Introduction to Blog

I launched the website and the Blog after having spoken to government officials, political analysts and security experts specializing in South Asian affairs from three continents. The feedback was uniformly consistent. The bottom line is that when Kashmiris are suffering and the world has its own set of priorities, we need to find ways to help each other. We must be realistic, go beyond polemics and demagoguery, and propose innovative ideas that will bring peace, justice and prosperity in all of Jammu and Kashmir.

The author had two reasons to create this blog. First, it was to address the question that was being asked repeatedly, especially, by journalists and other observers in the U.S., U.K., and Canada, inquiring whether the Kashmiri society was concerned about social, cultural and environmental challenges in the valley given that only political upheaval and violence were reported or highlighted by media.

Second, the author has covered the entire spectrum of societal issues and challenges facing Kashmiri people over an 8-year period with the exception of politics given that politics gets all the exposure at the expense of REAL CHALLENGES that will likely result in irreversible degradation in the quality of life and the standard of living for future generations of Kashmiris to come.

The author stopped adding additional material to the Blog once it was felt that most, if not all, concerns, challenges and issues facing the Kashmiri society are cataloged in the Blog. There are over 1900 entries in the Blog and most commentaries include short biographical sketches of authors to bring readers close to the essence of Kashmir. Unfortunately, the 8-year assessment also indicates that neither Kashmiri civil society, nor intellectuals or political leadership have any inclination or enthusiasm in pursuing issues that do not coincide with their vested political agendas. What it means for the future of Kashmiri children and their children is unfathomable. But the evidence is all laid out.

This Blog is a reality check on Kashmir. It is a historical record of how Kashmir lost its way.

Vijay Sazawal, Ph.D.

Sunday, July 4, 2010

Attracting Tourism

Sajad reports on a motor rally to jump start the tourist season, but nothing will work until the civil society does not stand firm against anarchy in streets

(Mr. Sajad Kralyari, 28, was born in Kralyar, Srinagar. He had his early schooling at the General Public Mission (GPM) School, and his higher secondary education from the Government High School. He completed his B.Sc. from the Gandhi Memorial College, Rainawari, Srinagar, and Master's degree in journalism from the Media Educational Research Centre (MERC), University of Kashmir in 2008. He subsequently did a brief stint in New Delhi before returning as a correspondent for the Rising Kashmir, working on business and economy related stories.)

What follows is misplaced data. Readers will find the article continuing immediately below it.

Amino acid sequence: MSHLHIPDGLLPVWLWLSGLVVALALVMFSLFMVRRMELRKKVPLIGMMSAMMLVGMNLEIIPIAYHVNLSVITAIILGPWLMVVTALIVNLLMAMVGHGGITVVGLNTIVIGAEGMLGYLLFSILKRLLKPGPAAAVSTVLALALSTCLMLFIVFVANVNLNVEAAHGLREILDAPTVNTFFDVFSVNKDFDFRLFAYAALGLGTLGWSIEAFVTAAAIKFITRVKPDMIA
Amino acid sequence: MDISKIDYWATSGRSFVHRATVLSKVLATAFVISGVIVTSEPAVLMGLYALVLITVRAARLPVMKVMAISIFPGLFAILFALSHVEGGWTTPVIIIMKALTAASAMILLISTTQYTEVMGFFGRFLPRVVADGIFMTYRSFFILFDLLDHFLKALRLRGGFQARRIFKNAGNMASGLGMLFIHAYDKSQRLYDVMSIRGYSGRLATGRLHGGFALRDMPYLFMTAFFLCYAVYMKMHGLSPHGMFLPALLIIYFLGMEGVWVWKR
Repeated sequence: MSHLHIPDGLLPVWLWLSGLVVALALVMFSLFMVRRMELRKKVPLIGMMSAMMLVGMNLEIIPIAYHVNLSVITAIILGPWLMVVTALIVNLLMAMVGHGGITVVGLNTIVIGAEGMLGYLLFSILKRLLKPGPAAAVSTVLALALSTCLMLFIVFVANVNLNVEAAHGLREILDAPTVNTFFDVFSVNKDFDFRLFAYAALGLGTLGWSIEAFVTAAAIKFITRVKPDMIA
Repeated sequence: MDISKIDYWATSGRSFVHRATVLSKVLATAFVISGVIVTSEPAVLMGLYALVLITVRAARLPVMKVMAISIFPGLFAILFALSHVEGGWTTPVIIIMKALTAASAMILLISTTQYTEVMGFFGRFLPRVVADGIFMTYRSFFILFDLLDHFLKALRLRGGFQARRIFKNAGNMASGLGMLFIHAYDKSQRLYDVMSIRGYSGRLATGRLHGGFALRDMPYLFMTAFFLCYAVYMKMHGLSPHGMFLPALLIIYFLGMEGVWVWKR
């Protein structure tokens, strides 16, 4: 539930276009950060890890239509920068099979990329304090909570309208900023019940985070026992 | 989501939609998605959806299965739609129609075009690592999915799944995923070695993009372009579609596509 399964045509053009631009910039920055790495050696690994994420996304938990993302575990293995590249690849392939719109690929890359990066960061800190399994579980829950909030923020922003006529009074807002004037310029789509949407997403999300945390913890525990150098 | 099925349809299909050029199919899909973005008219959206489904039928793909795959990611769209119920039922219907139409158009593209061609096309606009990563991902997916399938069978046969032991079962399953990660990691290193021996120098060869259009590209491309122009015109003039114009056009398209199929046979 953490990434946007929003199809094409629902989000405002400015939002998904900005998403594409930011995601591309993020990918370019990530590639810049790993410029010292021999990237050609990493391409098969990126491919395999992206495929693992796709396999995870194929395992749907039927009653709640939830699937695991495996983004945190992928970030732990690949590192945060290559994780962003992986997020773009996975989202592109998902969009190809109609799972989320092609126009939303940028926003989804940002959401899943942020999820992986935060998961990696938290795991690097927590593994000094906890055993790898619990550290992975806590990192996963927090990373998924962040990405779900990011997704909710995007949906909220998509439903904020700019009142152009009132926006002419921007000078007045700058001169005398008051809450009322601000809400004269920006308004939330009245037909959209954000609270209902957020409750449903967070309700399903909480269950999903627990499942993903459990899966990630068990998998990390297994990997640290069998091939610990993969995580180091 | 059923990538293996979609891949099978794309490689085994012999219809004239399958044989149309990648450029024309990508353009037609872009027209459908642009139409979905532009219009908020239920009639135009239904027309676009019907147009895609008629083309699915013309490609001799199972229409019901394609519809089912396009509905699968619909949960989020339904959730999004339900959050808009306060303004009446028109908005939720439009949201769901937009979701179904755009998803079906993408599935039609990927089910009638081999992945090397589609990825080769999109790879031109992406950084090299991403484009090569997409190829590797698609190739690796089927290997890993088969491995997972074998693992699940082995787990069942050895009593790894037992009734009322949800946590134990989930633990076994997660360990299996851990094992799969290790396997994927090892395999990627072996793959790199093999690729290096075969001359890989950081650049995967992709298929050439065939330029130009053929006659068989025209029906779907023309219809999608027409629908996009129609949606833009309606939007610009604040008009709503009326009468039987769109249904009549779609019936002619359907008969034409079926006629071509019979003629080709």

Motor rally to explore virgin tourist destinations along Mughal Road

Srinagar: The 33 motor sports drivers Sunday kick started the
1000 kilometers Mughal Rally 2010 on the historic Mughal road to
explore the tourist destinations that have remained uncharted so far.

The rally was flagged off from Royal Springs Golf Course today after a
three days hectic and adventurous run that saw changes in weather from
pouring of rain, snow, sunshine to landslides and overflowing water

“Our motive is to expose the unexplored areas of tourism where we
have not reached so far. We have great potential in tourism and I am
sure this Rally would attract tourists to new places,” said Minister
for Tourism and Culture, Nawang Rigzin Jora after flag-off ceremony.

Despite repeated hartals and restrictions, the tourism ministry has
expressed happiness over the tourist flow. “Tourists are coming in good numbers and every body from Shikara Walla to hotelier is doing good business. They are earning their livelihood. Now, this Mughal rally would also help to increase the tourist
inflow,” said Jora.

Referring to the present disturbance, Jora said there were some minor
hiccups here and there but the rally has been successful which he described as “dream come true”. “We are happy with the successful completion of this rally and will organise more such rallies to expose the unexplored areas of tourism,” said Jora.

The 33 cars were flagged off on a rainy morning at Royal Springs Golf
Course on June 25 and set out to overcome the challenging routes from
Daksum to Kishtwar and there onwards to Jammu via the twin lakes of
Mansar and Sunrise giving memorable experiences to the participants
drawn form all parts of the country.

Considered as prelude to the formal opening of the Mughal road,
Director Tourism Kashmir Farooq Shah said they Rally would attract
tourists to these unexplored areas which would pick up tourism there.
“Motors sports gave us the chance to expose the tourist resorts. We
would ensure local participation in this sport in future,” informed

A female driver from Delhi Rajni Dutt, 45, has been participating for
the past six years but she ranks Mughal Road rally experience as one
of her ‘best experience’ despite feeling scary of visiting Kashmir.
“It was a wonderful experience and I would love to visit Kashmir
again. Firstly I was scared but the warmth of the people and the
environment has attracted me,” said Dutt.

The Rally also featured a lone Kashmir entry of Taufeeq Muhal who
claimed 8th position in the event.

The first Mughal Road rally was the joint endeavour of Tourism department
and JK Bank to harness the adventure tourism potential of the State.
Minister of State for Tourism Nasir Aslam Wani was also present among
others on the occasion.

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